You Say Throw, I Throw

Posted by Mary Coles on 5 December 2019


After an arduous 10 hour completion of a recent RTI, White Mistral and her crew were making passage back to our Haslar mooring, and more importantly the pub!!, we noticed a small 24ft sailing yacht in dire straits off Gilkicker Point. It had been dis-masted and its engine had also ceased working. At the helm was a young lady seemingly all alone. Feeling chivalrous, and intrigued we felt compelled to render assistance. It was clear that the powerless vessel would soon be in peril, so in a flash, Misty's skipper and owner dived into the starboard locker and threw me a long coiled rope. He grabbed the helm and shouted instructions that as we passed, I was to throw the line to the stricken vessel. As we motored and manoeuvered alongside the vessel, cautious to avoid any of the rigging debris in the water, on the command "throw", I duly and diligently took aim and launched the rope to the troubled yacht. The incredulous looks on both Misty's and the other yachts skippers face (who had now returned to the helm after working on his failed engine) as we passed each other..... and simply kept going!! as I had not attached one end of the line to Misty so as to start the tow process, is still etched on my mind!! The anglo saxon uttered by my skipper as we had to now undertake another risky pass to collect the tow-rope still rings in my ears and the event is tstill he subject of many a night out for Misty Crew crew members. Skipper believes that "common sense" required me to attach at lest one end of the rope to Misty, otherwise it was a worthless piece of rope!! I strongly hold the ground that I simply did exactly what an experienced skipper told me to do, I acted fully as directed, I threw the rope to the other yacht!! The subject still provides endless hours of discussion when we now regularly cross the Channel to France, usually at 0300hrs. Did I do right and follow to the letter the skipper's instruction, was he at fault for unclear and possibly incomplete instructions. Each of us maintain we were correct in our actions, but we do still laugh and argue late into the early mornings on the issue. Even know after nearly 3,000 miles, together as a crew, I often get asked if I have tied on the end when mooring etc!!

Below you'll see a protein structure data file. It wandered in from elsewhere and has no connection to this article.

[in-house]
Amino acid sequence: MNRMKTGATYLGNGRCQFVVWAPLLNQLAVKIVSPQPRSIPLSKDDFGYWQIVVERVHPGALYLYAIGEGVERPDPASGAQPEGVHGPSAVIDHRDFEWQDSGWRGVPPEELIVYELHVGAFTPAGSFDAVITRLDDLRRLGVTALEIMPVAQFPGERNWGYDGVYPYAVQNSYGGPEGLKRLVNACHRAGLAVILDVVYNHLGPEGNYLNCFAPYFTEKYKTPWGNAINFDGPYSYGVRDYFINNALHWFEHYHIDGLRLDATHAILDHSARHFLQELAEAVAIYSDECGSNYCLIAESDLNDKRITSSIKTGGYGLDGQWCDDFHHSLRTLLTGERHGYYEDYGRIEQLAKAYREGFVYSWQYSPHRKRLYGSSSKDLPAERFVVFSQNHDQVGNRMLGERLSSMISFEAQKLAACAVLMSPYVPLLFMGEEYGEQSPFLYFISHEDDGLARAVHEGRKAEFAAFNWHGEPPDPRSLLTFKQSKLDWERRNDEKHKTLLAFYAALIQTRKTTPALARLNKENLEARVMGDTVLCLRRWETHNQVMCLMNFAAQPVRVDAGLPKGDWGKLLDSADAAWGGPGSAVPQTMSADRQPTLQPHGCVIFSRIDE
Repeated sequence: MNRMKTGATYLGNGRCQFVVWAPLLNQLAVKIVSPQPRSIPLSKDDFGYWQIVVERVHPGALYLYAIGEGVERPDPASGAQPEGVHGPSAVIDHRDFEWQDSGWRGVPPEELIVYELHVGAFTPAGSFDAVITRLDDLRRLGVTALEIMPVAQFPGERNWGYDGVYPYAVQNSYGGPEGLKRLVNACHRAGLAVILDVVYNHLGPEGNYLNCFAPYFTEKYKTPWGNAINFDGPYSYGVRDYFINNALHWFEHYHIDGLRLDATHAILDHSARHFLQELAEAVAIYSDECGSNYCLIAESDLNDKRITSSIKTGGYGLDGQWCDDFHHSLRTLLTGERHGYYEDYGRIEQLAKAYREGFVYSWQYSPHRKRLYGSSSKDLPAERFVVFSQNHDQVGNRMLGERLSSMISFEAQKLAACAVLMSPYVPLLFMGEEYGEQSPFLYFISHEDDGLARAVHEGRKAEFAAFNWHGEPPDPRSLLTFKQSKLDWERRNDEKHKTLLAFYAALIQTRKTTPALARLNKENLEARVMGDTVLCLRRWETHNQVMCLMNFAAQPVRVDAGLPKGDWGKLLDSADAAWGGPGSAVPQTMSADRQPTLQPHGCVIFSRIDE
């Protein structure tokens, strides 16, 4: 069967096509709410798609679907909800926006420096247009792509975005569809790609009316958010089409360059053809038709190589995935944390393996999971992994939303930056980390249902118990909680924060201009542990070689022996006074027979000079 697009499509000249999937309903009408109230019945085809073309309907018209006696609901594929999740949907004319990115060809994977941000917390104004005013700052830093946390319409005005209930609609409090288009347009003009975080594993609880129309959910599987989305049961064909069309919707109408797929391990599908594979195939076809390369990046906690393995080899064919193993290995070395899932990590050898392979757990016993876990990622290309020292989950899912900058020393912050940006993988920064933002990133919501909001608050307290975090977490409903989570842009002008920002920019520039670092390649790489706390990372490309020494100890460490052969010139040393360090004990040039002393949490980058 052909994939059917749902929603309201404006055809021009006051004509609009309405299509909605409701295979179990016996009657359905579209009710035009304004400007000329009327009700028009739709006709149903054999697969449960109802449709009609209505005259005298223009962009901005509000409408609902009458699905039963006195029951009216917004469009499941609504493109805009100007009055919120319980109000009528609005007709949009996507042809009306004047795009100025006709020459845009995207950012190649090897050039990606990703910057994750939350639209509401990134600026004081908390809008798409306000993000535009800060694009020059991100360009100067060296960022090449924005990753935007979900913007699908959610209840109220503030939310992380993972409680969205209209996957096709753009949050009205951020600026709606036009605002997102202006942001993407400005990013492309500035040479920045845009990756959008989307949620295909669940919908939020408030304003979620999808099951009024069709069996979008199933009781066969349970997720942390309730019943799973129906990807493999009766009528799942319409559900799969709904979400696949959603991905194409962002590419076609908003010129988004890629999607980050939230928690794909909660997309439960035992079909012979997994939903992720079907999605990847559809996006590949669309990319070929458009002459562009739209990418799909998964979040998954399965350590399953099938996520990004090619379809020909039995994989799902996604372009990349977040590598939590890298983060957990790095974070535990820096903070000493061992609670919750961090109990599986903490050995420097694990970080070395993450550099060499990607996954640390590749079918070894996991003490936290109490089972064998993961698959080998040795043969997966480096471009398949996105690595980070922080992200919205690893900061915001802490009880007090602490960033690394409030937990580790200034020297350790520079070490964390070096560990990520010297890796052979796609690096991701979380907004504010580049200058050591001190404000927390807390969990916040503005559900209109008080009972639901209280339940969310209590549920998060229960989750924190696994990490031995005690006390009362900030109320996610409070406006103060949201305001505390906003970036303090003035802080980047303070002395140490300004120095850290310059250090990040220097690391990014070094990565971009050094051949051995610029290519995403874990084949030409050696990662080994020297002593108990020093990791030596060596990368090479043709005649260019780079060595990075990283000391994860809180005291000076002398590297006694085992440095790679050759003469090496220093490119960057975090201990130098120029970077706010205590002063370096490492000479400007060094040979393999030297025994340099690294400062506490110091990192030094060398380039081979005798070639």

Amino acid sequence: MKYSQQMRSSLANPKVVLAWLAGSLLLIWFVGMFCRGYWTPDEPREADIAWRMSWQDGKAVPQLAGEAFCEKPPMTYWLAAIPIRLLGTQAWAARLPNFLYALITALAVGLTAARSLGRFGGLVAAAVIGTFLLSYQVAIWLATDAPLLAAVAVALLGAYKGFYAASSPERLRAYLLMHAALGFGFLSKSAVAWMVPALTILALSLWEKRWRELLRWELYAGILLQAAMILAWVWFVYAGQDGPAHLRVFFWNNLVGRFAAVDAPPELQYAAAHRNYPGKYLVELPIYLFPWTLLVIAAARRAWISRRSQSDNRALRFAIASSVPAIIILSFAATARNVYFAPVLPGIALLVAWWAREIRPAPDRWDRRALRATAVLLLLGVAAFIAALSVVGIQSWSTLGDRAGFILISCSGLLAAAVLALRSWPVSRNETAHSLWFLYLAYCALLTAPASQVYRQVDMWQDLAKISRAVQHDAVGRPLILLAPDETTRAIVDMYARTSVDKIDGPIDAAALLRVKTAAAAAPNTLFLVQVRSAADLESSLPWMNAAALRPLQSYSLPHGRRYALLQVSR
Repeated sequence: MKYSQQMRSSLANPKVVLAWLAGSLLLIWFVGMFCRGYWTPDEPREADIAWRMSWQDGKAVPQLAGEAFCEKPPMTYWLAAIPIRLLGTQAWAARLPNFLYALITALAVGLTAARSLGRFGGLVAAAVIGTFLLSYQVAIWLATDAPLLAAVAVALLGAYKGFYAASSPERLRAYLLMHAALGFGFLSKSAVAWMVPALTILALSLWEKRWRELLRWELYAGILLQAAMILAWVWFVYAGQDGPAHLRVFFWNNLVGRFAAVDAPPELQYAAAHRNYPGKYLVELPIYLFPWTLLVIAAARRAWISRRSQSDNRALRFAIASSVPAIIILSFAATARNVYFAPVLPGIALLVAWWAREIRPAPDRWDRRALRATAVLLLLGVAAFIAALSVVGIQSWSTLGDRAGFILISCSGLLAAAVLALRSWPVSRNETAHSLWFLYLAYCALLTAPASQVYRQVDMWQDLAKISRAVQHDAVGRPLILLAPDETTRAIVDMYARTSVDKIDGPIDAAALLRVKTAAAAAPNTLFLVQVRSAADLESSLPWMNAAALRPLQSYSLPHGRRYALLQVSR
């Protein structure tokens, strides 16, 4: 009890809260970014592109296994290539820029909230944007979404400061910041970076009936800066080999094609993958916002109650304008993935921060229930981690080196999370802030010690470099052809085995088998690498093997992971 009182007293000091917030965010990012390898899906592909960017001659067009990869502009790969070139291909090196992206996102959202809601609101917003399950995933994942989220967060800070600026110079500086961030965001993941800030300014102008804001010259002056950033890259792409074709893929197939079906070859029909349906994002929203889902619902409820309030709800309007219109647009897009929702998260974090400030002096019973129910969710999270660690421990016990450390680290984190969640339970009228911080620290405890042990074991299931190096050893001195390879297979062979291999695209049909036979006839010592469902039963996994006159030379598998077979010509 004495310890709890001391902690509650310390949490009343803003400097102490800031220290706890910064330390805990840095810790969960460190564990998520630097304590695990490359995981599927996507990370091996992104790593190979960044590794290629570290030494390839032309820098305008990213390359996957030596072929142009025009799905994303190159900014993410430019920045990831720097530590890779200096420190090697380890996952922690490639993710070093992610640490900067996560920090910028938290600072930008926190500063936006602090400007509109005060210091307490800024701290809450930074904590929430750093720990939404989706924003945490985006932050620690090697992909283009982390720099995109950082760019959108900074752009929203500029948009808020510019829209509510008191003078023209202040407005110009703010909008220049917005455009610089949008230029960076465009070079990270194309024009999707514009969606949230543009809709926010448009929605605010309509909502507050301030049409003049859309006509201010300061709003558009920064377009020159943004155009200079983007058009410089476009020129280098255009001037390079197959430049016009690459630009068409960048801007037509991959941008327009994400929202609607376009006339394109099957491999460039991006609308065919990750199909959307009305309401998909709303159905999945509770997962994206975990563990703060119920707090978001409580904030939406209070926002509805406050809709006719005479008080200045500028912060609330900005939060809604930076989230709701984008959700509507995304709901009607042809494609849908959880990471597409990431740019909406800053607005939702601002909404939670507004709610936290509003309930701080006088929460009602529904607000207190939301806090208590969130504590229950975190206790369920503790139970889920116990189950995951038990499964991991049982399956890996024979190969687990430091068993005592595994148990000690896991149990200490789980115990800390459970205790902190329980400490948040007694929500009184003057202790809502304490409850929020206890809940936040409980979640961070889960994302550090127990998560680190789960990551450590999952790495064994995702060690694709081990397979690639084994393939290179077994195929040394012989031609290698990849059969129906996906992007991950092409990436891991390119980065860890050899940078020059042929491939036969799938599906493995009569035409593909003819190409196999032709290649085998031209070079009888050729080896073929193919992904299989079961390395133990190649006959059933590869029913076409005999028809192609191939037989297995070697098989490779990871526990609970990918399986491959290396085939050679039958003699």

The good news is that the stricken yacht accepted our tow into Haslar and was berthed safe and sound, and rewarded us with our first beer of the evening for our troubles.         

Paul Russell Article

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